Dzhu - 1 year ago 169
Scala Question

# Scala contravariance - real life example

I understand covariance and contravariance in scala. Covariance has many applications in the real world, but I can not think of any for contravariance applications, except the same old examples for Functions.

Can someone shed some light on real world examples of

`contravariance`
use?

In my opinion, the two most simple examples after `Function` are ordering and equality. However, the first is not contra-variant in Scala's standard library, and the second doesn't even exist in it. So, I'm going to use Scalaz equivalents: Order and Equal.

Next, I need some class hierarchy, preferably one which is familiar and, of course, it both concepts above must make sense for it. If Scala had a `Number` superclass of all numeric types, that would have been perfect. Unfortunately, it has no such thing.

So I'm going to try to make the examples with collections. To make it simple, let's just consider `Seq[Int]` and `List[Int]`. It should be clear that `List[Int]` is a subtype of `Seq[Int]`, ie, `List[Int] <: Seq[Int]`.

So, what can we do with it? First, let's write something that compares two lists:

``````def smaller(a: List[Int], b: List[Int])(implicit ord: Order[List[Int]]) =
if (ord.order(a,b) == LT) a else b
``````

Now I'm going to write an implicit `Order` for `Seq[Int]`:

``````implicit val seqOrder = new Order[Seq[Int]] {
def order(a: Seq[Int], b: Seq[Int]) =
if (a.size < b.size) LT
else if (b.size < a.size) GT
else EQ
}
``````

With these definitions, I can now do something like this:

``````scala> smaller(List(1), List(1, 2, 3))
res0: List[Int] = List(1)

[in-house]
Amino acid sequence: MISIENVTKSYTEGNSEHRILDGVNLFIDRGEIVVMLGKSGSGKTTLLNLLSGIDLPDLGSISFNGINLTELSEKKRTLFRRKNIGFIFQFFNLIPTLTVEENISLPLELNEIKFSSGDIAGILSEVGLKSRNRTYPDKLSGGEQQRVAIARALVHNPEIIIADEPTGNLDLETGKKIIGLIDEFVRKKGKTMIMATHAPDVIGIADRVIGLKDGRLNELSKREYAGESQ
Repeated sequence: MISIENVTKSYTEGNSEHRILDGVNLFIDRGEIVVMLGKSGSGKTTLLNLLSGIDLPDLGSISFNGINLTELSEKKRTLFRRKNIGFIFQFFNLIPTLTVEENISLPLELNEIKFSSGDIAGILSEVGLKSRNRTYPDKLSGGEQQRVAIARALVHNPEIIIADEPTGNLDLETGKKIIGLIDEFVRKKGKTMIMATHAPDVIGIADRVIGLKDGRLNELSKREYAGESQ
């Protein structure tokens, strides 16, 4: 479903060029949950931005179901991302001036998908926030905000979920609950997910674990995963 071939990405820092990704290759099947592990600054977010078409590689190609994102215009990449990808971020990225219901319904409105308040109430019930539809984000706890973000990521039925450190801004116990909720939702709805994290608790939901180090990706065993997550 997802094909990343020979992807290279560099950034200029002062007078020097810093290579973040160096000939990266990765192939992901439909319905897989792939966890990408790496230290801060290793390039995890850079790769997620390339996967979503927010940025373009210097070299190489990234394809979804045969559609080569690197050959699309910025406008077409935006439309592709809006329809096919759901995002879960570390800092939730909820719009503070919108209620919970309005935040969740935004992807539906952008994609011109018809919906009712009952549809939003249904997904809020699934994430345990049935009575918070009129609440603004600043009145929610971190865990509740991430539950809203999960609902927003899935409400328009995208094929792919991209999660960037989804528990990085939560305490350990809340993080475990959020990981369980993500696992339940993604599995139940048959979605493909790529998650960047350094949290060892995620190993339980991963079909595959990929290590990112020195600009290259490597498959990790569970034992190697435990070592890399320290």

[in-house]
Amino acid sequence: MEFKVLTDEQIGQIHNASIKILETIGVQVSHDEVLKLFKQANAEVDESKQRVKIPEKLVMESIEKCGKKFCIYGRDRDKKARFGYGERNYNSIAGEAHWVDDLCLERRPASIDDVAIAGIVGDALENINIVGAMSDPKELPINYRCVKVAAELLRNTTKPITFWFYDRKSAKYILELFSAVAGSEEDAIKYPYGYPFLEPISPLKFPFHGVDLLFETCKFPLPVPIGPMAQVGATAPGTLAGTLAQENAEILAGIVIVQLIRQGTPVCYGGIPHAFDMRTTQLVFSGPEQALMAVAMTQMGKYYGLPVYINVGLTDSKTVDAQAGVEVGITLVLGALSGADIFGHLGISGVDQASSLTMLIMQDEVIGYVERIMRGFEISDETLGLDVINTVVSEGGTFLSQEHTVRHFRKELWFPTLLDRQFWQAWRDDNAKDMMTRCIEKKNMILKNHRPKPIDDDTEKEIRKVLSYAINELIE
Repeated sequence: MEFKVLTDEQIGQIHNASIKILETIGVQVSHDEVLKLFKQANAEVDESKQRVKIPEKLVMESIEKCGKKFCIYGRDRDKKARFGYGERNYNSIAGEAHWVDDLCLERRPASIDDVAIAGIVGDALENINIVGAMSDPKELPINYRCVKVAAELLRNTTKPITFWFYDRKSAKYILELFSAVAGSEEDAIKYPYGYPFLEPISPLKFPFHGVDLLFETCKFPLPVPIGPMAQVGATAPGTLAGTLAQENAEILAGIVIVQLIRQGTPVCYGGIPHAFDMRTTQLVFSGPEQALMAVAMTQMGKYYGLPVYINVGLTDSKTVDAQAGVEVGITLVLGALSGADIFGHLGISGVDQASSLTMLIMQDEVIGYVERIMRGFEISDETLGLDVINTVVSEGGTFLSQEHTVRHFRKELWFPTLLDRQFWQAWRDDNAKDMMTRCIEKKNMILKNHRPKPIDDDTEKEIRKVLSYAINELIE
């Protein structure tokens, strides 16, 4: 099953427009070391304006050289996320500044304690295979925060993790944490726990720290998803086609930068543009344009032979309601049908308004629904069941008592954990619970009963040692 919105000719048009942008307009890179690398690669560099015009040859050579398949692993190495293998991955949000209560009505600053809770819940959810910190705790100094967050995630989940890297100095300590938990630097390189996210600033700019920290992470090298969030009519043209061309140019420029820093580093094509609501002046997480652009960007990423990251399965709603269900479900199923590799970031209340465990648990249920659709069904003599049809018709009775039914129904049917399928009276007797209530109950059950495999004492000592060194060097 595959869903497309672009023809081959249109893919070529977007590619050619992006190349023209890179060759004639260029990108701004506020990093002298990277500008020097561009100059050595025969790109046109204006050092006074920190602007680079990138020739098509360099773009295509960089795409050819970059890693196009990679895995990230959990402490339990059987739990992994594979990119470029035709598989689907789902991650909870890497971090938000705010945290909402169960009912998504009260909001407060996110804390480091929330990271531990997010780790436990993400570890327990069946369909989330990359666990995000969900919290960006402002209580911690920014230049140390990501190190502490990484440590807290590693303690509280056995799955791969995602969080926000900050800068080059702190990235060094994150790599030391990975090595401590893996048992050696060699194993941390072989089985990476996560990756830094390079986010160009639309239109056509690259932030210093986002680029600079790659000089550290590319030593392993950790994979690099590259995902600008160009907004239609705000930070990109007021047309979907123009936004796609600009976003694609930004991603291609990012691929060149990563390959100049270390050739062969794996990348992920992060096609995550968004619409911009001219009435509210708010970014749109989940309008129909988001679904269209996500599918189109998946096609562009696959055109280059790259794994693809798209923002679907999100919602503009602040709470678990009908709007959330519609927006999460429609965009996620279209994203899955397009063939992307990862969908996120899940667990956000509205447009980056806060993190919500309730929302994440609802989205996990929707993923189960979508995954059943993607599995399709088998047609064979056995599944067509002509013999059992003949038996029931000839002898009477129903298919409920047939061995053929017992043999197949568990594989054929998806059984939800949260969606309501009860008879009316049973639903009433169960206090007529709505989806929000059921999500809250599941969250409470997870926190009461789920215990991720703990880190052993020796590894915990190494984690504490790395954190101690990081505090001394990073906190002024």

``````

Note that I'm asking for an `Order[List[Int]]`, but I'm passing a `Order[Seq[Int]]`. This means that `Order[Seq[Int]] <: Order[List[Int]]`. Given that `Seq[Int] >: List[Int]`, this is only possible because of contra-variance.

The next question is: does it make any sense?

Let's consider `smaller` again. I want to compare two lists of integers. Naturally, anything that compares two lists is acceptable, but what's the logic of something that compares two `Seq[Int]` being acceptable?

Note in the definition of `seqOrder` how the things being compared becomes parameters to it. Obviously, a `List[Int]` can be a parameter to something expecting a `Seq[Int]`. From that follows that a something that something that compares `Seq[Int]` is acceptable in place of something that compares `List[Int]`: they both can be used with the same parameters.

What about the reverse? Let's say I had a method that only compared `::` (list's cons), which, together with `Nil`, is a subtype of `List`. I obviously could not use this, because `smaller` might well receive a `Nil` to compare. It follows that an `Order[::[Int]]` cannot be used instead of `Order[List[Int]]`.

Let's proceed to equality, and write a method for it:

``````def equalLists(a: List[Int], b: List[Int])(implicit eq: Equal[List[Int]]) = eq.equal(a, b)
``````

Because `Order` extends `Equal`, I can use it with the same implicit above:

``````scala> equalLists(List(4, 5, 6), List(1, 2, 3)) // we are comparing lengths!
res3: Boolean = true
``````

The logic here is the same one. Anything that can tell whether two `Seq[Int]` are the same can, obviously, also tell whether two `List[Int]` are the same. From that, it follows that `Equal[Seq[Int]] <: Equal[List[Int]]`, which is true because `Equal` is contra-variant.

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